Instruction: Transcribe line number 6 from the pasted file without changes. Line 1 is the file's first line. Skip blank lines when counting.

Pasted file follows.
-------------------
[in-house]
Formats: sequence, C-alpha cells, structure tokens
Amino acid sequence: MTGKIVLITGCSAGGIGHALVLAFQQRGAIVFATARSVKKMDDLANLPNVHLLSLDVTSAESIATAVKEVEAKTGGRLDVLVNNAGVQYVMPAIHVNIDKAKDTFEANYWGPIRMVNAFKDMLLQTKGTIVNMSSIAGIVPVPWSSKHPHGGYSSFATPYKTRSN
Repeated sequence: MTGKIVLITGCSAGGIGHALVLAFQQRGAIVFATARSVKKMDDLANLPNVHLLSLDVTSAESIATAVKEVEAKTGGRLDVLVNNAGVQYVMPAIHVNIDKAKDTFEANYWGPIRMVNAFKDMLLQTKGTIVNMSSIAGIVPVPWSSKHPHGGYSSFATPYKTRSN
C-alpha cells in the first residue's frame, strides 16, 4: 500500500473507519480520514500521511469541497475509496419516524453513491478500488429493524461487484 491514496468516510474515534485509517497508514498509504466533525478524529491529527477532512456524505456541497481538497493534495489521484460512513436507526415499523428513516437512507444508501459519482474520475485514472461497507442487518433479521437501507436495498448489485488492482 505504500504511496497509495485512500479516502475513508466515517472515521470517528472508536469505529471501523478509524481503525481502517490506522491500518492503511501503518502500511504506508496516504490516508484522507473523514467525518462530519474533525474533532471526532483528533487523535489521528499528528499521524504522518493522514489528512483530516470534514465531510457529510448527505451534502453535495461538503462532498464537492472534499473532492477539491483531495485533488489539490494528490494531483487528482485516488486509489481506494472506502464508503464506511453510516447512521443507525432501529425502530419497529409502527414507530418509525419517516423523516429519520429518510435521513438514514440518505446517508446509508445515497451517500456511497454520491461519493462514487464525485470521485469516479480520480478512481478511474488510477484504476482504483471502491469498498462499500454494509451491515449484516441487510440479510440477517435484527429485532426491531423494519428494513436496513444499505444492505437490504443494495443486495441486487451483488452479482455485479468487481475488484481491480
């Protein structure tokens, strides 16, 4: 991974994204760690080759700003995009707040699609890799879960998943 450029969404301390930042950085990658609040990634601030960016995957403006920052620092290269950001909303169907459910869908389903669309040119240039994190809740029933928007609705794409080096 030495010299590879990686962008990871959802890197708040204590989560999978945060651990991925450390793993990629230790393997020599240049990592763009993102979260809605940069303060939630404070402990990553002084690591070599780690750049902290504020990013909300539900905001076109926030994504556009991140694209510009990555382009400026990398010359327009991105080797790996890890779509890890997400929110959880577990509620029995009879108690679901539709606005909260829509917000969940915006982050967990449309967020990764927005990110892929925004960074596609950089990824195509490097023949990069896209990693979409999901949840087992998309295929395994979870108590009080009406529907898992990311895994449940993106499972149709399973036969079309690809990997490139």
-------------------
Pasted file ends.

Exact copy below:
């Protein structure tokens, strides 16, 4: 991974994204760690080759700003995009707040699609890799879960998943 450029969404301390930042950085990658609040990634601030960016995957403006920052620092290269950001909303169907459910869908389903669309040119240039994190809740029933928007609705794409080096 030495010299590879990686962008990871959802890197708040204590989560999978945060651990991925450390793993990629230790393997020599240049990592763009993102979260809605940069303060939630404070402990990553002084690591070599780690750049902290504020990013909300539900905001076109926030994504556009991140694209510009990555382009400026990398010359327009991105080797790996890890779509890890997400929110959880577990509620029995009879108690679901539709606005909260829509917000969940915006982050967990449309967020990764927005990110892929925004960074596609950089990824195509490097023949990069896209990693979409999901949840087992998309295929395994979870108590009080009406529907898992990311895994449940993106499972149709399973036969079309690809990997490139």